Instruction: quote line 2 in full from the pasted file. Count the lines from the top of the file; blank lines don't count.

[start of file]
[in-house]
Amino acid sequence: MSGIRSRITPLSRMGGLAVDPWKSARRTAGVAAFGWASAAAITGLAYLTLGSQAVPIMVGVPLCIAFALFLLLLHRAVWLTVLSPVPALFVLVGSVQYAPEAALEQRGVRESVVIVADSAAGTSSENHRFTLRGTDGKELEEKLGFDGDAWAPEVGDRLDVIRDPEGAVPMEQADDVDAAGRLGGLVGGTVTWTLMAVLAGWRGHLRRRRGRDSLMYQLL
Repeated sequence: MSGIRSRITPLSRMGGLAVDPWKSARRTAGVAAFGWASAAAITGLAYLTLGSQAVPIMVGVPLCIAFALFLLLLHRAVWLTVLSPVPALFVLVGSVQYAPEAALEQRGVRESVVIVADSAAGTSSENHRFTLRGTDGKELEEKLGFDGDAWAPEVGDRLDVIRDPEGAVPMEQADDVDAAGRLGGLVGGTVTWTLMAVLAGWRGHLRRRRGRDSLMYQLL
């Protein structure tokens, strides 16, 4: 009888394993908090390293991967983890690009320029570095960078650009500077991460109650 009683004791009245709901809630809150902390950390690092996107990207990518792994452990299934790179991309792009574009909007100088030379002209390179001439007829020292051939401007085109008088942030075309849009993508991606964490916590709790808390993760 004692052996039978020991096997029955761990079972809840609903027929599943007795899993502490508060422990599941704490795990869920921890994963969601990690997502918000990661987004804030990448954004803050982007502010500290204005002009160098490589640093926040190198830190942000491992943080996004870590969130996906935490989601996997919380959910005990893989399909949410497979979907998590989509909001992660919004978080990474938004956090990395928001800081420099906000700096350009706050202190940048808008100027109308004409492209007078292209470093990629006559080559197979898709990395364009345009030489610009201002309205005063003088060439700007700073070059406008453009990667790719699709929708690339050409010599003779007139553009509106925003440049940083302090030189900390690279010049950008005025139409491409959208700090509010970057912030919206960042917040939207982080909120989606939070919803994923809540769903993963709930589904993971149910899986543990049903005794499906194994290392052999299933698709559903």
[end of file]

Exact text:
Amino acid sequence: MSGIRSRITPLSRMGGLAVDPWKSARRTAGVAAFGWASAAAITGLAYLTLGSQAVPIMVGVPLCIAFALFLLLLHRAVWLTVLSPVPALFVLVGSVQYAPEAALEQRGVRESVVIVADSAAGTSSENHRFTLRGTDGKELEEKLGFDGDAWAPEVGDRLDVIRDPEGAVPMEQADDVDAAGRLGGLVGGTVTWTLMAVLAGWRGHLRRRRGRDSLMYQLL